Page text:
The ACLU conducted a series of focus groups and discussions with high school students to identify what students believed to be solutions to the problem of school violence. School uniforms were not among the solutions students mentioned. Their suggestions did include schools seriously confronting and discussing issues of racial and cultural conflict; providing “safe corridor” programs, which protect student safety to and from school; securing their entrances; providing them more extracurricular activities and clubs; establishing open forums to give them opportunities for self-expression; helping them find part-time jobs; and teaching them conflict resolution skills (Siegel, 1996).
In October 1995, working on behalf of low-income families, the ACLU of Southern California filed a lawsuit against the Long Beach Unified School District. The lawsuit claimed that the district fails to help low-income students purchase uniforms and has punished students who do not wear them. It also claimed the district does not adequately inform parents about their rights to request exemption from the program. ACLU attorneys assert that low socioeconomic families are going without food, utilities, and rental payments in order to purchase mandatory school uniforms (Siegel, 1996). In response to these claims, Long Beach Unified School officials state that the district has spent more than $100 thousand in donations from individuals and organizations to purchase uniforms and other supplies for financially burdened students. The officials quickly point out that typically, a set of three school uniforms for the year costs between $70 and $90, an amount far less than many students spend for one item of designer clothing.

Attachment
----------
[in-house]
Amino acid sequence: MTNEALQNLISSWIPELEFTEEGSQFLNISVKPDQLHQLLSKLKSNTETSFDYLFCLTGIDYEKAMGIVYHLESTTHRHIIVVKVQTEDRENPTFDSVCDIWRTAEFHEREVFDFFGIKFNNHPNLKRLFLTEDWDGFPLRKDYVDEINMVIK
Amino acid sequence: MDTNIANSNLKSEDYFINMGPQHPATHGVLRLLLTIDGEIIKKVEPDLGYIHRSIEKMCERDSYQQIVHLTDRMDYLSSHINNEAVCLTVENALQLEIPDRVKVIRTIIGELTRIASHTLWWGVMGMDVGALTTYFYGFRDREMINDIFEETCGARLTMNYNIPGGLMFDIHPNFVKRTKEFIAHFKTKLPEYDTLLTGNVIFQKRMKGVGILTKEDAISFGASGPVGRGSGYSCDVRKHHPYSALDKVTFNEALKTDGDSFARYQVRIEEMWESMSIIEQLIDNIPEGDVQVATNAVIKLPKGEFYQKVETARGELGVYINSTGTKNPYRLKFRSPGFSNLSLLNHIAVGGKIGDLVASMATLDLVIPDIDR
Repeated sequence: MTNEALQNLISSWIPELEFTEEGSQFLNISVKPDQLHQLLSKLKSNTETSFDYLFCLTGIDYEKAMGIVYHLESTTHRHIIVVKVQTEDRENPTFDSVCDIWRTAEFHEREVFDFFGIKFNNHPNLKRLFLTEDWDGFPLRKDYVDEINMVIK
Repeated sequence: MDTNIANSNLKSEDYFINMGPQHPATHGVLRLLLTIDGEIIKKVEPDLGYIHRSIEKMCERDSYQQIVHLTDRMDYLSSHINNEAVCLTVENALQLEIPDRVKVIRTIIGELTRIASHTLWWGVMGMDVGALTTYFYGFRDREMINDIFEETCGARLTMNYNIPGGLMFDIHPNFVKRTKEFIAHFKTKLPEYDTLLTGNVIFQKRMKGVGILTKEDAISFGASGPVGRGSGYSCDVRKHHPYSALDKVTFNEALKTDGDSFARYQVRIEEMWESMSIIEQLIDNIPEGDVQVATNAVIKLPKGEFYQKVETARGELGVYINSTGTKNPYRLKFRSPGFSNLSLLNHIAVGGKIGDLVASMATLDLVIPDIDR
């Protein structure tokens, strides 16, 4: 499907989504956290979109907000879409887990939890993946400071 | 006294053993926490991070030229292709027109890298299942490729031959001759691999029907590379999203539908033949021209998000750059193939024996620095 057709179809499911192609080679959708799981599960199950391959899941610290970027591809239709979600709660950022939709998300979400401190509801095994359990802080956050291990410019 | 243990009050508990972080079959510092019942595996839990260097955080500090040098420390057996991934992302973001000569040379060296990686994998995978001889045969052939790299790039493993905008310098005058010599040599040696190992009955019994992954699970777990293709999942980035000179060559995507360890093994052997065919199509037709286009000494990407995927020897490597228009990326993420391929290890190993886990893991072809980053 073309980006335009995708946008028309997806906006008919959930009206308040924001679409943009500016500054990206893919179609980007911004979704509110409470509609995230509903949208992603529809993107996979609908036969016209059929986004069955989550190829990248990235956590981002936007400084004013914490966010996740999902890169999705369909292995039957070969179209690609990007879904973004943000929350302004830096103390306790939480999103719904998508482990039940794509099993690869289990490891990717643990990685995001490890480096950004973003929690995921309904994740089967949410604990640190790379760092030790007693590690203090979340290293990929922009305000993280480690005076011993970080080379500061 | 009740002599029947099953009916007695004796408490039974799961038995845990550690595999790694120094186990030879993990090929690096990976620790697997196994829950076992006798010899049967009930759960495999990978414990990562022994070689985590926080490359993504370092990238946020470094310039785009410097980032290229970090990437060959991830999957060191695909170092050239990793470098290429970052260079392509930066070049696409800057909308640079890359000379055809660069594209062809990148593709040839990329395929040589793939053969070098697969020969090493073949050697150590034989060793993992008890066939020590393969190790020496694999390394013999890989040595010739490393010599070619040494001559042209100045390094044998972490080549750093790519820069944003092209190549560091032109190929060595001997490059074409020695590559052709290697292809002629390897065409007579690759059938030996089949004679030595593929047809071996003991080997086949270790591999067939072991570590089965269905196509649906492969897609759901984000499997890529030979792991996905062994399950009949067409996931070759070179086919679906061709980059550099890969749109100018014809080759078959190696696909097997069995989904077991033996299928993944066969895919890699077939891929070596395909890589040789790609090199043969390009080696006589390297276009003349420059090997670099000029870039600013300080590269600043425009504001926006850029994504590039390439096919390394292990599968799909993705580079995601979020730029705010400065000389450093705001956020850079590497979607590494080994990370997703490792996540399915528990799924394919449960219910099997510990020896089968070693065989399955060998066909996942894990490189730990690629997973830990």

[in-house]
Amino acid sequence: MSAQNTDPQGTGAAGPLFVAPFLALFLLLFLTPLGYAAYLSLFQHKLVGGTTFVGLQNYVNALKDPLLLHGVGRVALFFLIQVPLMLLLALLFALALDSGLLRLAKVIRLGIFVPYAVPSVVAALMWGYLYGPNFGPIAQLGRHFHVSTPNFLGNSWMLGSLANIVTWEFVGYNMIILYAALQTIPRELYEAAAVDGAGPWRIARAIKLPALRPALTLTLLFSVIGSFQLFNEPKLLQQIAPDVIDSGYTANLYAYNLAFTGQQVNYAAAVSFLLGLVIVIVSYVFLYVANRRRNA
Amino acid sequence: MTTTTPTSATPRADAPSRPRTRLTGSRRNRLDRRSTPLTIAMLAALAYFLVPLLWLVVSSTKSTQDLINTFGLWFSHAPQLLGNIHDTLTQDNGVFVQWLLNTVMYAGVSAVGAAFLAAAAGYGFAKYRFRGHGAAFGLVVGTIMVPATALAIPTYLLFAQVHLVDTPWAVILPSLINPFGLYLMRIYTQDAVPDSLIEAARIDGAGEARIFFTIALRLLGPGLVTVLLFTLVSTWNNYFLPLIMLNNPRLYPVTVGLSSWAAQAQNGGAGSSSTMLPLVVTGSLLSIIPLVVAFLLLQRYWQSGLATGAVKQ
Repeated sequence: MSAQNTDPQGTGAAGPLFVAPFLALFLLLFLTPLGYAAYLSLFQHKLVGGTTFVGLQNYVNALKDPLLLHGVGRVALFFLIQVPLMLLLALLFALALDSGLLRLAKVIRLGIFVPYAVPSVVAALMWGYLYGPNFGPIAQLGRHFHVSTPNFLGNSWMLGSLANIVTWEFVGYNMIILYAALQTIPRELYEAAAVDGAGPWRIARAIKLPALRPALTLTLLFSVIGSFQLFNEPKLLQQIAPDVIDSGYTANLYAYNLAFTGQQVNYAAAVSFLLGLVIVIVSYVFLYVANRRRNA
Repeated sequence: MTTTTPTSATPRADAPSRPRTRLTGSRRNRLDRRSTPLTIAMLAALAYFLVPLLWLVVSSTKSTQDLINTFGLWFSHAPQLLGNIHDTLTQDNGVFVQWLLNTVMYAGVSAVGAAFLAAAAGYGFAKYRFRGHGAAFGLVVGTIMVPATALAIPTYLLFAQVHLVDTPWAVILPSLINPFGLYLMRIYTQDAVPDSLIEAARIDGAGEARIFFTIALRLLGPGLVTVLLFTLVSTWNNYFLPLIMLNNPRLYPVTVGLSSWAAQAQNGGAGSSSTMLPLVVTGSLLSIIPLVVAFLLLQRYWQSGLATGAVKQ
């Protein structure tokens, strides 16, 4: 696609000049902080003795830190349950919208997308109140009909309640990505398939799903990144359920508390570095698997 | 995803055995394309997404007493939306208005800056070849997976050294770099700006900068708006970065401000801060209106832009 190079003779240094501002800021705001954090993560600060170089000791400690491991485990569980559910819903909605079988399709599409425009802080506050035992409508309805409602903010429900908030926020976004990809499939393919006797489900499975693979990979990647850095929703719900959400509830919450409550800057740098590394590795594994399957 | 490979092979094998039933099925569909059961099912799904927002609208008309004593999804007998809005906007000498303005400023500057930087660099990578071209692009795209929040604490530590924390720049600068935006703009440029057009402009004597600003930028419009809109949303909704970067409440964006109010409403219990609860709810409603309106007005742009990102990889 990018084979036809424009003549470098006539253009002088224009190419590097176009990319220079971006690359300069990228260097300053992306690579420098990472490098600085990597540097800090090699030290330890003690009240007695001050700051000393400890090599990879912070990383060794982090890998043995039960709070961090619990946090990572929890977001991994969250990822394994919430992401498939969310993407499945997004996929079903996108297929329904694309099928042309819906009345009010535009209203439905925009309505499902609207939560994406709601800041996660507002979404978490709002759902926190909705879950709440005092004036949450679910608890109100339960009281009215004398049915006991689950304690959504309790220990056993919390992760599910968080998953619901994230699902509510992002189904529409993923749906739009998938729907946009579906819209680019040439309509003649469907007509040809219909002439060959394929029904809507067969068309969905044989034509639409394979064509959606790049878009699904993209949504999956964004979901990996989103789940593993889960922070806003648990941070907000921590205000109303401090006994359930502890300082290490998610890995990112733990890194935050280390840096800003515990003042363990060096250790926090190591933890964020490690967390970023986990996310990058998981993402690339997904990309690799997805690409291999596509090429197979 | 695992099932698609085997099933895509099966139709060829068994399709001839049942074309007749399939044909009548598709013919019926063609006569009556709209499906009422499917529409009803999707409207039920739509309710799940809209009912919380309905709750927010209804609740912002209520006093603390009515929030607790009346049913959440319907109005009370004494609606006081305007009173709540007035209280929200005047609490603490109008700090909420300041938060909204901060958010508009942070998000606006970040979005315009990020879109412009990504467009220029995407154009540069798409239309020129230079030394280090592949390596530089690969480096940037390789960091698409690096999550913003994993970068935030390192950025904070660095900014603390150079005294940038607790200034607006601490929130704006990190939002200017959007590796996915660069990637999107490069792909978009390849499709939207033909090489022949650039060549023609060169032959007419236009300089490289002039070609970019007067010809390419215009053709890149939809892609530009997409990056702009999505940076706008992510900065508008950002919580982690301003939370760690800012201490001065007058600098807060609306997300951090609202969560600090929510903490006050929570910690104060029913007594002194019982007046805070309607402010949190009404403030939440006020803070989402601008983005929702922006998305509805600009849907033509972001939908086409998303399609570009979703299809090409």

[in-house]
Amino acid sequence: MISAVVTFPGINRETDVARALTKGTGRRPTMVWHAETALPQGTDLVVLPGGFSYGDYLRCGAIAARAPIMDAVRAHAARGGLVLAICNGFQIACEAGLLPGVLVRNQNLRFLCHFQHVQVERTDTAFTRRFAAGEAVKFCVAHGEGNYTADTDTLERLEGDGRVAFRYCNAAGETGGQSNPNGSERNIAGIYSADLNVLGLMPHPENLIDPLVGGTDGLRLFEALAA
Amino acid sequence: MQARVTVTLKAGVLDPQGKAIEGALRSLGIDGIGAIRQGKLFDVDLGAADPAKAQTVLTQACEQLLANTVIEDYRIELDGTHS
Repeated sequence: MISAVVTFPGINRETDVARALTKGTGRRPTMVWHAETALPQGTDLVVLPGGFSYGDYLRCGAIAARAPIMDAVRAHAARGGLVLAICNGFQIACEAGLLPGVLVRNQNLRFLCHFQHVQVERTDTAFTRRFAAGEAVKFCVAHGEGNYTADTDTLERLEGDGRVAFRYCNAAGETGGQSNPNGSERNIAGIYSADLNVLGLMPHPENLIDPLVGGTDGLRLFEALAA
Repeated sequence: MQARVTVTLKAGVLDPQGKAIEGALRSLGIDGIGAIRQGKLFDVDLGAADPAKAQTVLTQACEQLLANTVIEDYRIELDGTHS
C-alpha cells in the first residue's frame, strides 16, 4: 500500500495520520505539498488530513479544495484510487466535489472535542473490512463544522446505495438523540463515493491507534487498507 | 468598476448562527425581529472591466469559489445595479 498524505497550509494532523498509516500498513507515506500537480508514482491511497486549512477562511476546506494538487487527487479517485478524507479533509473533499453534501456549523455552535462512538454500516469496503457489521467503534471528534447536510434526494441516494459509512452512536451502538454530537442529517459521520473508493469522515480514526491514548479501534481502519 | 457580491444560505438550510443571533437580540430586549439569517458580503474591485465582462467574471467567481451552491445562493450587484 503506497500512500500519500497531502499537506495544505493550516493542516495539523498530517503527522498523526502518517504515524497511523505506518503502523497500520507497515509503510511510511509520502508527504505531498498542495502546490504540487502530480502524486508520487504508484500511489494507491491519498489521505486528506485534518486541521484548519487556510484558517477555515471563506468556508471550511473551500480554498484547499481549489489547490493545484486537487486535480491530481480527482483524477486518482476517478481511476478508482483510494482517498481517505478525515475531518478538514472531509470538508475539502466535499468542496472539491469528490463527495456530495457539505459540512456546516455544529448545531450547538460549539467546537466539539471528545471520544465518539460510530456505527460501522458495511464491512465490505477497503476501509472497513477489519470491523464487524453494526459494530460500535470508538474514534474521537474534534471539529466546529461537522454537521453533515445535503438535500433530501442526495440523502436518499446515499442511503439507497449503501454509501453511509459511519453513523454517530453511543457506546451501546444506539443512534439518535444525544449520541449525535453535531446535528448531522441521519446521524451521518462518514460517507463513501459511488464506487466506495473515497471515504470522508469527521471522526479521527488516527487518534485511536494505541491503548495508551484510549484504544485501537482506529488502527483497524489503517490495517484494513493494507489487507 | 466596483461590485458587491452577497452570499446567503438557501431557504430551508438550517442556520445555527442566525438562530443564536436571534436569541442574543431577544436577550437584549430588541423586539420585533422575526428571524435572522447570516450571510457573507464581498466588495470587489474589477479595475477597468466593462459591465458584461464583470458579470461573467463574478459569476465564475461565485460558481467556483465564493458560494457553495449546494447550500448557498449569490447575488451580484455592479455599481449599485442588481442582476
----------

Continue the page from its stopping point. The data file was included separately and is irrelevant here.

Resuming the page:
Another argument against implementing school uniforms involves using student clothing as a barometer for possible personal problems, such as drug use, gang involvement, or sexual abuse. Students’ school uniforms may cover up such problems that their clothing might otherwise reveal. In addition, some argue that a mandatory uniform policy tends to penalize everyone as opposed to addressing the children who cause the majority of problems.
INFLUENCE OF UNIFORMS OUTSIDE THE SCHOOL ENVIRONMENT
Evidence that the influence of student uniforms can spread beyond the school comes from several reports. Ruffner Middle School in Virginia reported that many adults including business people, police officers, grandparents and others called the school to report that they noticed the new way that students carry themselves (Hoffler-Riddick & Lassiter, 1996). One police officer reported that as he was driving by a bus stop he couldn’t believe the change in the students from last year. “They looked so good that I rolled down my window and talked with them.” The authors suggest that the gesture of kindness and respect from adults toward the students has had a positive impact on their self-image. One student noted “If one more person tells me I look nice, I don’t know what I will do. I have never had so many people tell me nice things before.” Parents of students at that school also reported positive behavior changes in their children at home. Unfortunately, none of these effects have been studied systematically or documented.